A friend of mine recommended a news report that appeared on VICE News about the impact of defunding CPB on small rural communities.
VICE reporter Evan McMorris-Santoro traveled to Petersburg, Alaska and profiled KFSK, a public radio station that fills vital information needs in the remote area. You can see the VICE story here.
The story aired on VICE News Tonight on HBO April 10th. I particularly like the way the story highlights CPB’s support for rural stations, pointing out that they are often in Republican-leaning areas. Here is a sample:
Public radio is often associated with big-city liberalism, which makes it a constant target for defunding by Republicans, despite the fact that all public broadcasting put together represents only 0.01 percent of the federal budget. But cutting public radio could hurt the people who voted for Trump — remote, rural, largely Republican voters.
Last November voters in Petersburg overwhelmingly favored Donald Trump. However they strongly disagree that CPB should be sacked because of the ways defunding will hurt KFSK and the community.
NPR NEWS STATIONS APPEAR TO BE HOLDING LISTENERS IN MARCH PPM RATINGS
Common wisdom used to be that news listening tends to decline 10% to 15% in the months following an election. But not this year. The combination of Trumpism and splendid coverage by NPR and local stations, seems to be keeping estimated weekly listeners close to the often record levels in many markets.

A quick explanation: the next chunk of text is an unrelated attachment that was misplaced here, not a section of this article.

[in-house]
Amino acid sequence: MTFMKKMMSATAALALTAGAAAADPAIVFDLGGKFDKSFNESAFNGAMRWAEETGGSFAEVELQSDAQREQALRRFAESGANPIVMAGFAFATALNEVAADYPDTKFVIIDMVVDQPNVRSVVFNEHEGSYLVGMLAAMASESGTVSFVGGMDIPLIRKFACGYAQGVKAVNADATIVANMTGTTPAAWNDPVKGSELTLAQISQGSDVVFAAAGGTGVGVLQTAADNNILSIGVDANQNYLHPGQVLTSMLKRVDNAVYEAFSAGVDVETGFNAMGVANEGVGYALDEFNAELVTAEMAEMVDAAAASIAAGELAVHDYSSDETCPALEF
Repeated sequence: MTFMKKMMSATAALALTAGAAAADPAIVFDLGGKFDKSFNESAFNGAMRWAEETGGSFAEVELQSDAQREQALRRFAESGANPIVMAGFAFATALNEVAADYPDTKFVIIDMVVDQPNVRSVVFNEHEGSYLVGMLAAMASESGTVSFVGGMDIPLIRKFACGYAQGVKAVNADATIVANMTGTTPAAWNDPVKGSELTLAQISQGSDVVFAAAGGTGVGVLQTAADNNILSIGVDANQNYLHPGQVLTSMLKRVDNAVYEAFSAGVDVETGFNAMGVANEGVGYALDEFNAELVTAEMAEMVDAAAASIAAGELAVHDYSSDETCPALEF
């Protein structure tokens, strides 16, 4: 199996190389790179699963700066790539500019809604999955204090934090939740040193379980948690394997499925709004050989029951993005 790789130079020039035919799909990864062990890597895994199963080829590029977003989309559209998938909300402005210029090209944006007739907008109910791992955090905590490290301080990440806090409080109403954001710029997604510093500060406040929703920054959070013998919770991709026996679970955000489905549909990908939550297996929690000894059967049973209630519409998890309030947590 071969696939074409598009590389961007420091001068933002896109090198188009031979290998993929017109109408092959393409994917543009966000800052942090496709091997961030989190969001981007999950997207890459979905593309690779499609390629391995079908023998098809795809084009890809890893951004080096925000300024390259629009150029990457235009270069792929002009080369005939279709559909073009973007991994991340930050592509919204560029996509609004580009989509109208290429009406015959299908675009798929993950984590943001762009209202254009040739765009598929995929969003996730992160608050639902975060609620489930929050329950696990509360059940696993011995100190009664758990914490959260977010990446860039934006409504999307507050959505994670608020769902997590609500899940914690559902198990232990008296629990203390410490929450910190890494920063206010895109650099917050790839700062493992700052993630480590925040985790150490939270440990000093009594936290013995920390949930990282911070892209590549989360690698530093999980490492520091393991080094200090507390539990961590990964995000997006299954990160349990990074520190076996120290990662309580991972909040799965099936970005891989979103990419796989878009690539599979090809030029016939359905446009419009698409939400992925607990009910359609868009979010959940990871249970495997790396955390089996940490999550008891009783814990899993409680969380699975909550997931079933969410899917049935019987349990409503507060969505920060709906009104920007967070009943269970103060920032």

Nielsen Audio data for only a few markets – including the largest ones – has been released so far. Today we are featuring March PPM estimates for the top five metro areas: New York, Los Angeles, Chicago, San Francisco and Dallas-Fort Worth.
Some of the NPR News stations with the largest number of listeners saw modest declines. For instance estimated weekly listeners to KQED, WNYC-FM, WBEZ and KPCC were 1% to 4% lower compared to the prior month. KCRW gained weekly listeners. KERA stayed the same.
In New York City, Classical WXQR saw a 13% drop in weekly listeners, the biggest one-month change in the nation’s largest market.
Weekly cumulative listeners to Classical KUSC were up 6% compared with February. Jazz KKJZ continues to show strong listening.
In Chicago, estimated weekly listeners to WDCB were down a bit but the station is still in its typical zone. Apparently Classical WFMT is currently not subscribing to Nielsen because their data was not available for February and March.
In the Bay Area, four of the five noncoms for which we have data, were down a bit. KALW saw some decent gains in weekly listeners over the past few months but now it has returned to its typical performance – weak.
Triple A KKXT in Dallas had a 14% increase in weekly listeners compared with February. EMF’s KYDA saw a nice increase in weekly listeners to its satellite-delivered Air1 format.